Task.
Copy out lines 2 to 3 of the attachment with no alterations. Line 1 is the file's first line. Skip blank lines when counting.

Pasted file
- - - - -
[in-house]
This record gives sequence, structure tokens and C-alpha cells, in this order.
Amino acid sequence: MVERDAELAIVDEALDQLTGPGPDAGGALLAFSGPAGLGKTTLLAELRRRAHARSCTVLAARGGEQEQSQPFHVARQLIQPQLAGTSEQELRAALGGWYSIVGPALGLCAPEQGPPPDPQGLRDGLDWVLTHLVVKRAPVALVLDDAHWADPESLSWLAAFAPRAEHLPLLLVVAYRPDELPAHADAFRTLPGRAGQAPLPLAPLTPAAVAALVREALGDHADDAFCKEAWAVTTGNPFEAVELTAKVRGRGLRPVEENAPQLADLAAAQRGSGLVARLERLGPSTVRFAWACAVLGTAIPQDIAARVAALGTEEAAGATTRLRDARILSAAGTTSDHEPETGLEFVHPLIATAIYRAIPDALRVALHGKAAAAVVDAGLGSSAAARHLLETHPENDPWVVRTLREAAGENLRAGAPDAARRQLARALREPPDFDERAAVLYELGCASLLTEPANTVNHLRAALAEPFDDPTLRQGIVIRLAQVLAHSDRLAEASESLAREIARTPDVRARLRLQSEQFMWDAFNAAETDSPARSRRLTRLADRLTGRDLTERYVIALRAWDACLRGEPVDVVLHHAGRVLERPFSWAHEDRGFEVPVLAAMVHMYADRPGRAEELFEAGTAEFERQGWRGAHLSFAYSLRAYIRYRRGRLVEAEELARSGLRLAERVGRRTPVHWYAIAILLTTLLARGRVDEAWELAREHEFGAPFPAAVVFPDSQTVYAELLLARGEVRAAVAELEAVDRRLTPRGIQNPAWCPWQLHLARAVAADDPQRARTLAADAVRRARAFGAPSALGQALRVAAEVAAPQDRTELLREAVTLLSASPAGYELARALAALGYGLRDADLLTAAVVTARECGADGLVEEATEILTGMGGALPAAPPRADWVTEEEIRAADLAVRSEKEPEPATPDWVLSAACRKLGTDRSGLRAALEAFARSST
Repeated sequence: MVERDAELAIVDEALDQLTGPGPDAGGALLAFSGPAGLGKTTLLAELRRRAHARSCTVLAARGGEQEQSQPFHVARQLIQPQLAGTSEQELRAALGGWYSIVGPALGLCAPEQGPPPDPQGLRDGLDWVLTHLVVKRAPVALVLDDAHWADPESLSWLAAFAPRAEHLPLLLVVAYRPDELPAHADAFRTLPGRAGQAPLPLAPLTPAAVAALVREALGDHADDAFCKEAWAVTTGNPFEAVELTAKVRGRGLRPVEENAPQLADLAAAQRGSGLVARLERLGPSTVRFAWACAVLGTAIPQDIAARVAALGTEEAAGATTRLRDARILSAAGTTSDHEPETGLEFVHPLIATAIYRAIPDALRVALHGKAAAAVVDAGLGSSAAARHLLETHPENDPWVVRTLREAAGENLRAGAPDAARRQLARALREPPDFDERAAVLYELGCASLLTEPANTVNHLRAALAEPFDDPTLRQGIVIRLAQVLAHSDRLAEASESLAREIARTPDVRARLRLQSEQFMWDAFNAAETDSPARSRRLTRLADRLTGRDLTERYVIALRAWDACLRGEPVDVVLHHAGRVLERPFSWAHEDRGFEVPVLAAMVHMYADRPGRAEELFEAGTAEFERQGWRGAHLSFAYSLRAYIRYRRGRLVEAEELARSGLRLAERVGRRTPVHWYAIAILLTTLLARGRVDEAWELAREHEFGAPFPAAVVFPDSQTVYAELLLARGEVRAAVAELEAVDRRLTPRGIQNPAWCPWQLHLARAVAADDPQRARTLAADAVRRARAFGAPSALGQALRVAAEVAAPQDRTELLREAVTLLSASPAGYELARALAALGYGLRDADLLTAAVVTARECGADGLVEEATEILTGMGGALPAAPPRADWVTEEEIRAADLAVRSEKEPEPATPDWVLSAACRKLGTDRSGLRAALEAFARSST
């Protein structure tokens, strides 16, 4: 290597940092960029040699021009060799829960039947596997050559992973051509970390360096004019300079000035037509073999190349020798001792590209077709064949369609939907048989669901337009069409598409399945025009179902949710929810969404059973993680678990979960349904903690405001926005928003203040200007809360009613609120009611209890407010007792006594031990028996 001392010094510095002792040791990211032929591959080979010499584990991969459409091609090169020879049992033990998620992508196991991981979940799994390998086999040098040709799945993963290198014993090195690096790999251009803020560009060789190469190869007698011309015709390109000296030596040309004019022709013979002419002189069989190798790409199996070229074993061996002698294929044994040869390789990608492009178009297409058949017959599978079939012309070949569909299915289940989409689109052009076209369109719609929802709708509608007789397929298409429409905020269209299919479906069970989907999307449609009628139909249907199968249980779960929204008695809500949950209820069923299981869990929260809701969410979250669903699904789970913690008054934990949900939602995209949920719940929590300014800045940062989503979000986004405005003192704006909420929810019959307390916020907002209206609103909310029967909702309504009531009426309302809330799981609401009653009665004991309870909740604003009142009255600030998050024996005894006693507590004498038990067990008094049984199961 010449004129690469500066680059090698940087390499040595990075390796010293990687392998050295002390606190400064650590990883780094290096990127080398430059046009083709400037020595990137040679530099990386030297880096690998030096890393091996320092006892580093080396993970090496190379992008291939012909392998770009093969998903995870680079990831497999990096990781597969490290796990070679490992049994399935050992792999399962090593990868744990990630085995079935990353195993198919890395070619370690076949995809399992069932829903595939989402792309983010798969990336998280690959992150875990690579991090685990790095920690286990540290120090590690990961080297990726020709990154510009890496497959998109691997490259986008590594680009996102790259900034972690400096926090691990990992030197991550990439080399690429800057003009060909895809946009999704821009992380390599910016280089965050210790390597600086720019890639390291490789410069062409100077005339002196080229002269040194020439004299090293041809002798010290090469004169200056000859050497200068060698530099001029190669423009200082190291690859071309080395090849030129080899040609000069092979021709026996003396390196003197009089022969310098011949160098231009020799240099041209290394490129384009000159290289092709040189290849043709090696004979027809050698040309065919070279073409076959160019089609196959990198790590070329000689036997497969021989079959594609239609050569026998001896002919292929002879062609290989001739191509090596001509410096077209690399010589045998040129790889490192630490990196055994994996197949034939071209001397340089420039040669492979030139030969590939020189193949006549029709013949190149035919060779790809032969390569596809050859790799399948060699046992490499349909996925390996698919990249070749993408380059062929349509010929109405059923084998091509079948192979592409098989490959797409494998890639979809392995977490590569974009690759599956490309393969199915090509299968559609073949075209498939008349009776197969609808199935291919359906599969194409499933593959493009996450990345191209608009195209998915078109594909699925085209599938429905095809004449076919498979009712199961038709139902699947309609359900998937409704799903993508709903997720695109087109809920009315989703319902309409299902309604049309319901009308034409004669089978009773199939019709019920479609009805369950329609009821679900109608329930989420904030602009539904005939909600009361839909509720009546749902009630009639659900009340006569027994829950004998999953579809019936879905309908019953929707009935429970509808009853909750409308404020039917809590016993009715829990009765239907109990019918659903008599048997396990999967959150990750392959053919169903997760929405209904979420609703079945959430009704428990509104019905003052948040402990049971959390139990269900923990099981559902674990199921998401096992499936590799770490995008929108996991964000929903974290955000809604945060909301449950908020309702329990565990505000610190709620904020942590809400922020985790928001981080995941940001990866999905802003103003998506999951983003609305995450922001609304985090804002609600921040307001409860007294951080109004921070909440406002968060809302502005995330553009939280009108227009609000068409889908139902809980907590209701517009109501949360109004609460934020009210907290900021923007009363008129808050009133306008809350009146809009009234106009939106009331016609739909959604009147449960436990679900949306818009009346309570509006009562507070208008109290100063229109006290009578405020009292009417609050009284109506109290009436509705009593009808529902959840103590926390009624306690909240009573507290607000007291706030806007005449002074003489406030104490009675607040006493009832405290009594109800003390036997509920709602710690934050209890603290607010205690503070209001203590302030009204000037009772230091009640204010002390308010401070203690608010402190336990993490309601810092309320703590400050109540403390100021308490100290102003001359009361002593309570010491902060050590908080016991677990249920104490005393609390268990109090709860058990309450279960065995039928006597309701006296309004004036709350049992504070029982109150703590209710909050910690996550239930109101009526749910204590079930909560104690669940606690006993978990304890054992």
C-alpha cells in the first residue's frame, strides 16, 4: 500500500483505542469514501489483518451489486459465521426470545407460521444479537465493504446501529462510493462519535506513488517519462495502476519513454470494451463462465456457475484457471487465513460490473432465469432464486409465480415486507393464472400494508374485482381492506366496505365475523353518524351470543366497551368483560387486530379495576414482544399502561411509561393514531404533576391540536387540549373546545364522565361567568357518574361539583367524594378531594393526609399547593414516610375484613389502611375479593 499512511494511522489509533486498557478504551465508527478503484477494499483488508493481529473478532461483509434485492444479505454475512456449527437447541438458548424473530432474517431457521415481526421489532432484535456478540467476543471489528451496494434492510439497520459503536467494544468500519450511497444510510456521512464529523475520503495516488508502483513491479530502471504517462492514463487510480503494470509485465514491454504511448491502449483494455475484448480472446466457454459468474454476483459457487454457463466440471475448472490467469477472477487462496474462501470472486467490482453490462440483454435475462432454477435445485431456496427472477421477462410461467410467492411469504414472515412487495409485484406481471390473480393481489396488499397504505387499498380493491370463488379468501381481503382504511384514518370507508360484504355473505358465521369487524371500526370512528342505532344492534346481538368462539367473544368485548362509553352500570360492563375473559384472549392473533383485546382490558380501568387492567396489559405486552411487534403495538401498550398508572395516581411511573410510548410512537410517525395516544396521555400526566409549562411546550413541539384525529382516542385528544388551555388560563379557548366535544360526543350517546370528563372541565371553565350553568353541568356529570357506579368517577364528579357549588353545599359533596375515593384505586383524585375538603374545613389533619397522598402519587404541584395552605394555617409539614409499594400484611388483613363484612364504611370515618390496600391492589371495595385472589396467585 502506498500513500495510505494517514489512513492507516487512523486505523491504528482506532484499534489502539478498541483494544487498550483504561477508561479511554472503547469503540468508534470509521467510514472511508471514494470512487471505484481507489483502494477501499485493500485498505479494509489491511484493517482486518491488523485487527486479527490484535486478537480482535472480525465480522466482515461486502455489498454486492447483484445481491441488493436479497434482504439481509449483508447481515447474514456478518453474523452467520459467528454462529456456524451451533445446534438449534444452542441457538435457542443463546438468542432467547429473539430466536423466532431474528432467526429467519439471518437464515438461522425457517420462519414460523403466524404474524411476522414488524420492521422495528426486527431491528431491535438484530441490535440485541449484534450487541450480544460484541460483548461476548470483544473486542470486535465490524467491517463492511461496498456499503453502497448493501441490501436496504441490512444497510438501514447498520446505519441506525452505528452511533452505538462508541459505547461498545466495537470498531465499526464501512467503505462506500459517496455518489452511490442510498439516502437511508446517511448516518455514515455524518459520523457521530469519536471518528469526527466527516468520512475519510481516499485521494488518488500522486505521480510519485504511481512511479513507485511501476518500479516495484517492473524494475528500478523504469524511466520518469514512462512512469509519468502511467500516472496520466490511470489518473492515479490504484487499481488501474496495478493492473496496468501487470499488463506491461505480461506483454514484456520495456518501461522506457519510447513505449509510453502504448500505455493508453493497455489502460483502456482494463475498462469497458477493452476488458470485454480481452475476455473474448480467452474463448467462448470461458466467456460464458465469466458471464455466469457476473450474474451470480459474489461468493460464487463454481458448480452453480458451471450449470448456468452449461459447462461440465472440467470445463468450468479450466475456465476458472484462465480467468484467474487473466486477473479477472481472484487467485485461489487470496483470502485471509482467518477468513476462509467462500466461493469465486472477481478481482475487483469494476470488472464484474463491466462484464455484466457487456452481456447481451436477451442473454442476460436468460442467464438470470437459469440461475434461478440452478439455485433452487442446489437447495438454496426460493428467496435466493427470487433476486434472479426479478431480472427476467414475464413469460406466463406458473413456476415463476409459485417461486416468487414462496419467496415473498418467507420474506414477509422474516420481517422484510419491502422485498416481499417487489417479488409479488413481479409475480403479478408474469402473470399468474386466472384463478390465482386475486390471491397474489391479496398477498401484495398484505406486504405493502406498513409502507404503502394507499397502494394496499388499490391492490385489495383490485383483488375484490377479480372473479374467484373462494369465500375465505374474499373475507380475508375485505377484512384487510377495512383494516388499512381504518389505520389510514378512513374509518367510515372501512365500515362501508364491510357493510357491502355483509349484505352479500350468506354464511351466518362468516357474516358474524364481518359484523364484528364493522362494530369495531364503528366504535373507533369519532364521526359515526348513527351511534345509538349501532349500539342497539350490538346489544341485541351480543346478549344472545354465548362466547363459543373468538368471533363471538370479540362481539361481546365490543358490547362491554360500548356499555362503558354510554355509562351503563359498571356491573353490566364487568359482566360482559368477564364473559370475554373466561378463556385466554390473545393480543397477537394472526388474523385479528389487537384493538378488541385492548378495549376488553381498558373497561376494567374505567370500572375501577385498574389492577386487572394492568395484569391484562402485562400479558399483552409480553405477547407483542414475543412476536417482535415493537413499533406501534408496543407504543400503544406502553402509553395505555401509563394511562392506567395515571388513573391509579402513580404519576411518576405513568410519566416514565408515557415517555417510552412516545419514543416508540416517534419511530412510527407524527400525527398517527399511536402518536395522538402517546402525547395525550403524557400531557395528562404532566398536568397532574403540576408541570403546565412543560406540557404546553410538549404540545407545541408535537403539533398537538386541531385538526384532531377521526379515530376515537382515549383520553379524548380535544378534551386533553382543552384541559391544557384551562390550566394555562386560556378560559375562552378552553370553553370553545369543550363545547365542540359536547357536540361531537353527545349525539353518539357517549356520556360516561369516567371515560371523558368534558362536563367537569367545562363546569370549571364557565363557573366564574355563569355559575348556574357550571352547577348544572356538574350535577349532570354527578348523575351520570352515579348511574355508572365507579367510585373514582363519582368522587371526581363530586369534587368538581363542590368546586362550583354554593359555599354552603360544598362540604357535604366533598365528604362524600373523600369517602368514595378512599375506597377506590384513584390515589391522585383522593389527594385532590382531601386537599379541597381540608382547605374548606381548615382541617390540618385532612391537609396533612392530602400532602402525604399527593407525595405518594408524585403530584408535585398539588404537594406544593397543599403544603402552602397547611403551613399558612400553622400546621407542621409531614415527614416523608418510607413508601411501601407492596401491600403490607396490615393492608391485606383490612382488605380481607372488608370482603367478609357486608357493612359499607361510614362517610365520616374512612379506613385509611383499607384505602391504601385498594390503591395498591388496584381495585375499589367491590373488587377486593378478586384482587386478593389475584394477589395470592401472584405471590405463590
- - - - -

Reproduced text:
This record gives sequence, structure tokens and C-alpha cells, in this order.
Amino acid sequence: MVERDAELAIVDEALDQLTGPGPDAGGALLAFSGPAGLGKTTLLAELRRRAHARSCTVLAARGGEQEQSQPFHVARQLIQPQLAGTSEQELRAALGGWYSIVGPALGLCAPEQGPPPDPQGLRDGLDWVLTHLVVKRAPVALVLDDAHWADPESLSWLAAFAPRAEHLPLLLVVAYRPDELPAHADAFRTLPGRAGQAPLPLAPLTPAAVAALVREALGDHADDAFCKEAWAVTTGNPFEAVELTAKVRGRGLRPVEENAPQLADLAAAQRGSGLVARLERLGPSTVRFAWACAVLGTAIPQDIAARVAALGTEEAAGATTRLRDARILSAAGTTSDHEPETGLEFVHPLIATAIYRAIPDALRVALHGKAAAAVVDAGLGSSAAARHLLETHPENDPWVVRTLREAAGENLRAGAPDAARRQLARALREPPDFDERAAVLYELGCASLLTEPANTVNHLRAALAEPFDDPTLRQGIVIRLAQVLAHSDRLAEASESLAREIARTPDVRARLRLQSEQFMWDAFNAAETDSPARSRRLTRLADRLTGRDLTERYVIALRAWDACLRGEPVDVVLHHAGRVLERPFSWAHEDRGFEVPVLAAMVHMYADRPGRAEELFEAGTAEFERQGWRGAHLSFAYSLRAYIRYRRGRLVEAEELARSGLRLAERVGRRTPVHWYAIAILLTTLLARGRVDEAWELAREHEFGAPFPAAVVFPDSQTVYAELLLARGEVRAAVAELEAVDRRLTPRGIQNPAWCPWQLHLARAVAADDPQRARTLAADAVRRARAFGAPSALGQALRVAAEVAAPQDRTELLREAVTLLSASPAGYELARALAALGYGLRDADLLTAAVVTARECGADGLVEEATEILTGMGGALPAAPPRADWVTEEEIRAADLAVRSEKEPEPATPDWVLSAACRKLGTDRSGLRAALEAFARSST